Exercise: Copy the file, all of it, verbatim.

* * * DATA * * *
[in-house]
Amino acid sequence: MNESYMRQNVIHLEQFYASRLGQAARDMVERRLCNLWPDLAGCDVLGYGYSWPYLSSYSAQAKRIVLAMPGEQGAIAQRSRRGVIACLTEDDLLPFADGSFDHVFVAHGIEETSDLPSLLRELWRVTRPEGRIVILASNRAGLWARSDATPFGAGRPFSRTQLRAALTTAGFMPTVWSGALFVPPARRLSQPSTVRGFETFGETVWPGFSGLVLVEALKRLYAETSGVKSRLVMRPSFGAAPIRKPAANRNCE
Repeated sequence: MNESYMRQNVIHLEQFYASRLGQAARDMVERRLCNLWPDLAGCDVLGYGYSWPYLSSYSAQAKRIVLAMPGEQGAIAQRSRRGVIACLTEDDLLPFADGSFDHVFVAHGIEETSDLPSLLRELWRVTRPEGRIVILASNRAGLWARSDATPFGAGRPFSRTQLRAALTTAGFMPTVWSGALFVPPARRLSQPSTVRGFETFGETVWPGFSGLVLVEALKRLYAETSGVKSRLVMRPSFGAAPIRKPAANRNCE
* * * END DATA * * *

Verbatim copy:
[in-house]
Amino acid sequence: MNESYMRQNVIHLEQFYASRLGQAARDMVERRLCNLWPDLAGCDVLGYGYSWPYLSSYSAQAKRIVLAMPGEQGAIAQRSRRGVIACLTEDDLLPFADGSFDHVFVAHGIEETSDLPSLLRELWRVTRPEGRIVILASNRAGLWARSDATPFGAGRPFSRTQLRAALTTAGFMPTVWSGALFVPPARRLSQPSTVRGFETFGETVWPGFSGLVLVEALKRLYAETSGVKSRLVMRPSFGAAPIRKPAANRNCE
Repeated sequence: MNESYMRQNVIHLEQFYASRLGQAARDMVERRLCNLWPDLAGCDVLGYGYSWPYLSSYSAQAKRIVLAMPGEQGAIAQRSRRGVIACLTEDDLLPFADGSFDHVFVAHGIEETSDLPSLLRELWRVTRPEGRIVILASNRAGLWARSDATPFGAGRPFSRTQLRAALTTAGFMPTVWSGALFVPPARRLSQPSTVRGFETFGETVWPGFSGLVLVEALKRLYAETSGVKSRLVMRPSFGAAPIRKPAANRNCE